TORONTO, Feb. 27, 2015 /CNW/ - Ontario is proceeding with its plan to expand registered nurses' scope of practice to include prescribing, and is launching consultations in collaboration with the Registered Nurses' Association of Ontario (RNAO) beginning in the spring.
This announcement was made by Premier Kathleen Wynne and Minister of Health Eric Hoskins at RNAO's annual Queen's Park Day, a 15-year-old tradition in which nurses head to the provincial legislature to press for system change and offer solutions on issues affecting the health of Ontarians. Wynne first promised to expand RNs' scope of practice at RNAO's 2013 annual general meeting. At the time, she acknowledged nurses wanted their scope of practice to match their expertise. She reiterated her pledge to expand scope of practice by allowing RNs to prescribe medications at a Nursing Week announcement in May 2014.
RN prescribing will give patients enhanced access to our health system, says RNAO CEO Doris Grinspun, adding that "it is vital if the province wants to move to same-day access in primary care, and improved quality of care in long-term care. This change will also enable health professionals in all sectors to deliver care in a more effective and efficient way. We look forward to partnering with the government and stakeholders to shape these changes."
Scope of practice was only one of the top issues more than 130 registered nurses, nurse practitioners and nursing students discussed at Queen's Park Day. Members spoke to 65 MPPs – including Wynne, Hoskins, Jim Wilson, interim leader of the Progressive Conservative Party, PC Health Critic Christine Elliott, and NDP Health Critic France Gélinas – about the urgency of increasing compensation for nurse practitioners in primary care and home care. "NPs are tremendously disadvantaged in their salary and benefits, sometimes earning as much as $20,000 less per year than those who work in hospitals," says Grinspun. Hoskins confirmed the Ministry of Health is looking into this "serious" issue.
Nurses also asked politicians to legislate a ban on medical tourism, a practice where health-care institutions create for-profit programs to attract patients from abroad to receive health care ahead of the line on a pay-for-treatment basis. In November, Hoskins requested Ontario hospitals not to market to, solicit or treat international patients – with the exception of international patient activity related to a hospital's existing international consulting contracts. He also pledged that the Ministry of Health will review all such contracts within four to six months. In the interim, he has asked hospitals not to enter into new international consulting contracts that include the treatment of foreign nationals in Ontario. "These are all steps in the right direction," says Vanessa Burkoski, RNAO's president, "but we need a complete ban. That is why RNAO and its coalition partners are calling for such a ban to be enshrined in legislation. If the government is serious about safeguarding universality and our not-for-profit health-care system, then we must take this fundamental step."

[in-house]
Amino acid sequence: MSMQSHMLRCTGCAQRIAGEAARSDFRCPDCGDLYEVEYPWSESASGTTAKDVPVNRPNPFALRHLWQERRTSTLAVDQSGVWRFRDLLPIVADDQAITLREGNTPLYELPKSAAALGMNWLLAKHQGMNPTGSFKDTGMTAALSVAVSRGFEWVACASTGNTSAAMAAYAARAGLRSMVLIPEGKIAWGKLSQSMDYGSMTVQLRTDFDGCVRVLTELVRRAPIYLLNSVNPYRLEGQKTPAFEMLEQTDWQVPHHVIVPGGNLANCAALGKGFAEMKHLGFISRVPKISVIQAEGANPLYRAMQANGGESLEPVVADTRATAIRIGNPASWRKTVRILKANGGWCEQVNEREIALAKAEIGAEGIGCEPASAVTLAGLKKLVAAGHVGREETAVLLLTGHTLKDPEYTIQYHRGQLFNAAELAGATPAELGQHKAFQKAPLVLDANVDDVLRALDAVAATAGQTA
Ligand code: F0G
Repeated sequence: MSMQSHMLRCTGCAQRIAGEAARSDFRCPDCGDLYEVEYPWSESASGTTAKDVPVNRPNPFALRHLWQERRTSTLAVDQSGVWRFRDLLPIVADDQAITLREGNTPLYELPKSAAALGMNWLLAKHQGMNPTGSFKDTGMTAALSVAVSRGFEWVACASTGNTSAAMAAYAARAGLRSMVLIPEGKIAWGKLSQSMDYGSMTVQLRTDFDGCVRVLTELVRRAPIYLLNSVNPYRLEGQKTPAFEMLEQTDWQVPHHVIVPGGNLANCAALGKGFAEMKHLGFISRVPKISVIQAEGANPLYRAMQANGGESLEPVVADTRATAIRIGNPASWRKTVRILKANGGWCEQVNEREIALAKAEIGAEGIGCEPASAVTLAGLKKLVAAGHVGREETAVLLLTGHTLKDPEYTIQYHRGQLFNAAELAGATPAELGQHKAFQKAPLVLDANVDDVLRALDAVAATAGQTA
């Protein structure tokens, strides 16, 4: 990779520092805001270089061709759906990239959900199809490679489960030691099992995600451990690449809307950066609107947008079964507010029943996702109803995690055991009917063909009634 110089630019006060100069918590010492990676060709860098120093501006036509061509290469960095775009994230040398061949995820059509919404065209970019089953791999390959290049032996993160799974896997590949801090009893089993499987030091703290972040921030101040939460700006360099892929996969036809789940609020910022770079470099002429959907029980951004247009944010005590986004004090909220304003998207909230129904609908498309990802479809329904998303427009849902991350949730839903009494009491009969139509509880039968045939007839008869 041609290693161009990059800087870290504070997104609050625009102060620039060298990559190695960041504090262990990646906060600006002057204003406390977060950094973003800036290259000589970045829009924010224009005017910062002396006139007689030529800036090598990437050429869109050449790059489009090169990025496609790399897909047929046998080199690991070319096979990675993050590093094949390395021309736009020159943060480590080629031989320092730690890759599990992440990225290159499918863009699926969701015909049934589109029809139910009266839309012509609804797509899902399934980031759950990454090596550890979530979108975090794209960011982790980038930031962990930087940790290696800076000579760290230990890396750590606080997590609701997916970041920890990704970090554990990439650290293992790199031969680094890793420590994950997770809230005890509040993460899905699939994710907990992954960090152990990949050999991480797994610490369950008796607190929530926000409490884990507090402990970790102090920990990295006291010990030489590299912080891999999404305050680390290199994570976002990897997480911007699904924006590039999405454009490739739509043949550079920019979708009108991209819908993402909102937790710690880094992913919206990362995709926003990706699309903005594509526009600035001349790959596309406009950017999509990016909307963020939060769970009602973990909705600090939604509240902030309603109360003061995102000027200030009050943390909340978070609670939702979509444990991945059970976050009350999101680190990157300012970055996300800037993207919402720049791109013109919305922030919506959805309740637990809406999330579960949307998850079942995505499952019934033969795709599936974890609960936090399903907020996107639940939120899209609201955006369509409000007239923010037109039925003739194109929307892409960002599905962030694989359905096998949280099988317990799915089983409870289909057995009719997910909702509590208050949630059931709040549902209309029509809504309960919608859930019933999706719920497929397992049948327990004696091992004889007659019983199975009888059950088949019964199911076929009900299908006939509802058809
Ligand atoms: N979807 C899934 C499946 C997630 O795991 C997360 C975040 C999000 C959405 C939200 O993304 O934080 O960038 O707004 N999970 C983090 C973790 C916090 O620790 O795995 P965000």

Nurses also pressed all political parties to change the system so it is anchored in primary care. And they called on the government to invest more money in affordable housing, to raise the minimum wage to $14 per hour, and to move on commitments the government has made to reduce toxics in the environment.
This year marks the Registered Nurses' Association of Ontario's (RNAO) 90th anniversary. RNAO is the professional association representing registered nurses, nurse practitioners, and nursing students in Ontario. Since 1925, RNAO has advocated for healthy public policy, promoted excellence in nursing practice, increased nurses' contribution to shaping the health-care system, and influenced decisions that affect nurses and the public they serve. For more information about RNAO, visit our website at RNAO.ca or follow us on Facebook and Twitter.
SOURCE Registered Nurses' Association of Ontario
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